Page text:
Have you ever wondered how you could keep a conversation going? Or what you could do to move one beyond small talk?
If so, you’re not alone! As an English learning platform, we’ve helped many students who were in the same boat as you.
Below, we’ve organized the most common kinds of questions you can ask during an English conversation to keep it going.
Ask “What About You?”
If you don’t already use “What about you?” ("What about you?"), add it to your conversation toolbox now! It’s one of the easiest ways to keep a conversation going.
For example, if your conversation partner asks if you like spicy food, you can answer the question and then ask them the same thing with “What about you?”:
In a conversation with more than two people, it’s also a good way to bring the third or fourth person into the conversation.
Asking someone for reasons is a good way to expand the conversation. However, asking “why” can sometimes be too direct.
So it’s often better to use one of the following:
- Why is that?
- How come?
You can think of “how come?” as a shorter form of “how did you come to that opinion?” or “how did you reach that opinion?”
See how it’s used in the following dialogue:
Notice that by saying “How come?” Zach means, “Why not?” or “Why don’t you like alcohol?”
In addition to asking “why,” you can also ask questions that start with “how.” Why and How questions are open-ended. This makes them better at “opening up” a conversation than Who, What, Where, and When questions.
Here are some How questions you can ask:
- How did you get into this (new hobby)?
- How did you decide to (join this company)?
- How did you reach that conclusion?
- How so?
This last one is interesting. “How so?” means “How is it so?” “So” replaces an adjective. For example, if your brother tells you your hair looks weird, you can say, “How so?” to mean “How is it weird?”
Here’s another example:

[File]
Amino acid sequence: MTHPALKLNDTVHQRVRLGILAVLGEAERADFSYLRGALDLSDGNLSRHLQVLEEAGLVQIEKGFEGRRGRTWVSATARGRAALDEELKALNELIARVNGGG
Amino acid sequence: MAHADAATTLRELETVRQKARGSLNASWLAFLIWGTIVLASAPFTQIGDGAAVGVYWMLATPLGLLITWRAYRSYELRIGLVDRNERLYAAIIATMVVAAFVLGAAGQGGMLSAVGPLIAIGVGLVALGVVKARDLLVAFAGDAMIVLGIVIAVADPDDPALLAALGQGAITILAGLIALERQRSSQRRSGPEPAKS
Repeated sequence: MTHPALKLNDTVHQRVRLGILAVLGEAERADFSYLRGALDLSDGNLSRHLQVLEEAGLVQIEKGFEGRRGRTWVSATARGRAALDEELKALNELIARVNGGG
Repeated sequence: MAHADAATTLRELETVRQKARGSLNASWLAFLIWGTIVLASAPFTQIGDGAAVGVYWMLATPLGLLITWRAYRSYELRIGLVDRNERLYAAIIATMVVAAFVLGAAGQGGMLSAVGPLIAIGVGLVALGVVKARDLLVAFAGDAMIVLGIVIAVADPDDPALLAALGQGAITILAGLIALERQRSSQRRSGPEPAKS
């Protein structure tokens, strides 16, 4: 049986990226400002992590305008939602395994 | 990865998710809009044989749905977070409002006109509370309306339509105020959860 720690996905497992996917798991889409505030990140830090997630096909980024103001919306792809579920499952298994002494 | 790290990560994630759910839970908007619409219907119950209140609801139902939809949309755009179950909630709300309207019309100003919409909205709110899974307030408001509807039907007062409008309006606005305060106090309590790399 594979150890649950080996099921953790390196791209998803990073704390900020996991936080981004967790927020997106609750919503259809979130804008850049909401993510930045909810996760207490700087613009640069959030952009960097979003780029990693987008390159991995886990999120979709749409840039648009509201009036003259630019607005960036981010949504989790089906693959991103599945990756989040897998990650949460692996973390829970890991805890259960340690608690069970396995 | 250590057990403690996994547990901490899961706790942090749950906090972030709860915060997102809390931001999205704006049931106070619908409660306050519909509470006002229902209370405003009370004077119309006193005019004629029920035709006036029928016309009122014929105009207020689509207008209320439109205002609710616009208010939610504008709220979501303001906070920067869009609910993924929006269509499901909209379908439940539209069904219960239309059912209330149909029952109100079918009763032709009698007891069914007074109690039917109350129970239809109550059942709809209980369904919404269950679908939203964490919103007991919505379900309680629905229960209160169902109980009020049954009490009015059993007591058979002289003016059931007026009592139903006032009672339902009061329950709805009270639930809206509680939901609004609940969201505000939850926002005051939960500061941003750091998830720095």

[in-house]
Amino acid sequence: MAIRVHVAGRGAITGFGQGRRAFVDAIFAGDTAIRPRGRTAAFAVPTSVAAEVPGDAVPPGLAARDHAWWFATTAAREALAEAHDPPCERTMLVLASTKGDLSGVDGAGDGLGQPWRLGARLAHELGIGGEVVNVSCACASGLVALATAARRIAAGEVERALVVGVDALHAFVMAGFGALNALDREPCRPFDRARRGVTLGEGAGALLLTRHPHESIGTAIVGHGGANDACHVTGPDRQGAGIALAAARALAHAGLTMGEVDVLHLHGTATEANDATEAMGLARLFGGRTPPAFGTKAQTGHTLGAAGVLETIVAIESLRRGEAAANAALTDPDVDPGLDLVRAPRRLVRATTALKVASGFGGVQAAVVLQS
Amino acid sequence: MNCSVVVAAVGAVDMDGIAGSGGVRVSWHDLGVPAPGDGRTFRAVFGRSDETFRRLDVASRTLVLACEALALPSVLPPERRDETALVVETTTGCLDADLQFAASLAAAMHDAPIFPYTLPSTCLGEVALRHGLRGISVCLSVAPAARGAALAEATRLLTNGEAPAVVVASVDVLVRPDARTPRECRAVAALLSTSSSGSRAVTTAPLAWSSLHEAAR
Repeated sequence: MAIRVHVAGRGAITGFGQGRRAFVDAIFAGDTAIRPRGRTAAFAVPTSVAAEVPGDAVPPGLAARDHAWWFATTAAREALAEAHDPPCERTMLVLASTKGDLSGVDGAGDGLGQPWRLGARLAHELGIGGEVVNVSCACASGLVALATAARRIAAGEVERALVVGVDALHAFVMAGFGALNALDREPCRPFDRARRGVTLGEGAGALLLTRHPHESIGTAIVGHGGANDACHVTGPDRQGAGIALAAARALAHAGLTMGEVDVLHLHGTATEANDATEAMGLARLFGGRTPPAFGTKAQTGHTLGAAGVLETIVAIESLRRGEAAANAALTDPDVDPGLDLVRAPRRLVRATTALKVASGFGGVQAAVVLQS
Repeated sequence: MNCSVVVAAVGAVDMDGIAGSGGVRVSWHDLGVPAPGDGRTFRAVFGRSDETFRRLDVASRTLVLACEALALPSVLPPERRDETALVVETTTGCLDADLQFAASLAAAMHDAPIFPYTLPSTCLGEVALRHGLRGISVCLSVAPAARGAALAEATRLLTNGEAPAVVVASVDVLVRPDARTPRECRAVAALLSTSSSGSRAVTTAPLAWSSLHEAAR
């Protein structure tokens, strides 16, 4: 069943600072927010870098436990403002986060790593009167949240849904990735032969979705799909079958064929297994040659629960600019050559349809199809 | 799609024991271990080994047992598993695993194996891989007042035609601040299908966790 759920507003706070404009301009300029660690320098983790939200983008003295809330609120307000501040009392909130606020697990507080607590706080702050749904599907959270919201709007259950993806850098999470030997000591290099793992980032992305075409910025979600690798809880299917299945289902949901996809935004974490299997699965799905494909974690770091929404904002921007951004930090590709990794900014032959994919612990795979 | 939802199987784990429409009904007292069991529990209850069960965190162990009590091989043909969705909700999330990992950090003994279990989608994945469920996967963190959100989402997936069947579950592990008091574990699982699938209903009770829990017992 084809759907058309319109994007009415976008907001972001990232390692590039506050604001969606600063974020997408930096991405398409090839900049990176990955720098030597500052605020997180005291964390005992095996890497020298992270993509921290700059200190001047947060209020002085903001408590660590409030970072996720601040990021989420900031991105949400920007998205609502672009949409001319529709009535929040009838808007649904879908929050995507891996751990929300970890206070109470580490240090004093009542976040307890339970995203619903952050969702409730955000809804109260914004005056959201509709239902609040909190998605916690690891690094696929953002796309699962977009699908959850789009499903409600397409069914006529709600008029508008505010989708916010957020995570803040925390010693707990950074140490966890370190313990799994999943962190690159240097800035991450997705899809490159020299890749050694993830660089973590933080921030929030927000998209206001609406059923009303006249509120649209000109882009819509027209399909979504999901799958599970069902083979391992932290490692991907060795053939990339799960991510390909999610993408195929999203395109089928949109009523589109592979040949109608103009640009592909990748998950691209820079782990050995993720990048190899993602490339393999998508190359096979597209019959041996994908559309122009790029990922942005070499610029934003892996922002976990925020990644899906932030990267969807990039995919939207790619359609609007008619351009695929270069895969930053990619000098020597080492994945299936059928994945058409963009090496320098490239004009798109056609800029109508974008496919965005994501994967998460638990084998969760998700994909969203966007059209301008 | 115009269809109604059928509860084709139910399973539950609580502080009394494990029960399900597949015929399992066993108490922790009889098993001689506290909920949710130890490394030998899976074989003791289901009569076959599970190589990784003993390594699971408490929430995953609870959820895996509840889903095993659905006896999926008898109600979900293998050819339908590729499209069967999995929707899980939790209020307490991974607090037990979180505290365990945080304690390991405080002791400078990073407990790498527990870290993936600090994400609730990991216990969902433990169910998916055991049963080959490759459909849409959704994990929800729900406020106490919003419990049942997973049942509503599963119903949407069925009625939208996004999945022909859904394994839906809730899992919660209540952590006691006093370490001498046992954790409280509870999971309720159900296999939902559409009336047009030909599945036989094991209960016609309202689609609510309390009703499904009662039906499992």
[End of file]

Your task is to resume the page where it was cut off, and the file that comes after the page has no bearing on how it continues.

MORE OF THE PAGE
Nina’s “How so?” means “How was it nice?”
Ask “What do you think?”
Another great way to develop a conversation is to ask someone their opinion on something. Here are three ways you can do this!
- What do you think about this?
- How do you feel about this?
- What are your thoughts on this?
“This” in the questions above can be replaced with whatever you want to ask about. For example, “What do you think about the new law?”
Keep in mind that “think” as a verb is used with “about”: “What do you think about this?” But the noun form, “thought” is used with “on”: What are your thoughts on this?”
Ask “So What?”
“So what?” means, “So why does that matter?” However, don’t use this phrase with everyone, because it can seem rude!
Instead, it’s usually safer to use one of the following:
- What do you mean by that?
- Why does that matter?
- How does that relate to the topic at hand?
However, if you want to soften these questions more, you can use the phrase, “Sorry, but ….” For example:
- Sorry, but what do you mean by that?
- Sorry, but why does that matter?
- Sorry, but how does that relate to the topic at hand?
And if you’re in a more delicate situation and need to soften these even more, you can use phrases like “I’m not sure ...” or “I’m not sure I understand ….” For example:
- Sorry, but I’m not sure what you mean by that.
- Sorry, but I’m not sure I understand why that matters.
- Sorry, but I’m not sure I understand how that’s related (to the topic at hand).
Ask “What if?”
Hypothetical questions usually ask “what” you might do “if” something happened. That’s why they’re also called “What if” questions. While they don’t have to start with “What if …,” many do include “if” statements:
Depending on the topic you're discussing, you can ask about hypothetical situations, such as:
- What if they gave you a raise? Would you still want to quit?
- What if your friend apologized to you? Would you forgive her?
- If you were the one planning the event, what would you do differently?
You can review the grammar for making such sentences here.
“Tell Me More!”
Finally, “if all else fails,” ask the person to tell you more about something.
- Interesting. Tell me more about this!
- Could you tell me more about that?
- I’d love to hear more about that.
You can see “tell me more” used at the beginning of this interview:
Time to Practice!
So now you know that instead of Who, What, Where, and When, you’ll want to use more How, Why, and What If questions to open up your English conversations.
But a lot of us are not naturally good at conversations, so we need practice.
You can start by using the questions in this post to write a conversation. Or think about a recent conversation you had. How could you use these questions to make it better?
And for the best results, practice using them in actual conversations!
If you’re looking for a safe environment to do this, our tutors are here for you 24/7 and have helped hundreds of thousands of students improve their conversation skills, whether for business or personal life! To help you get started, your first session is on us.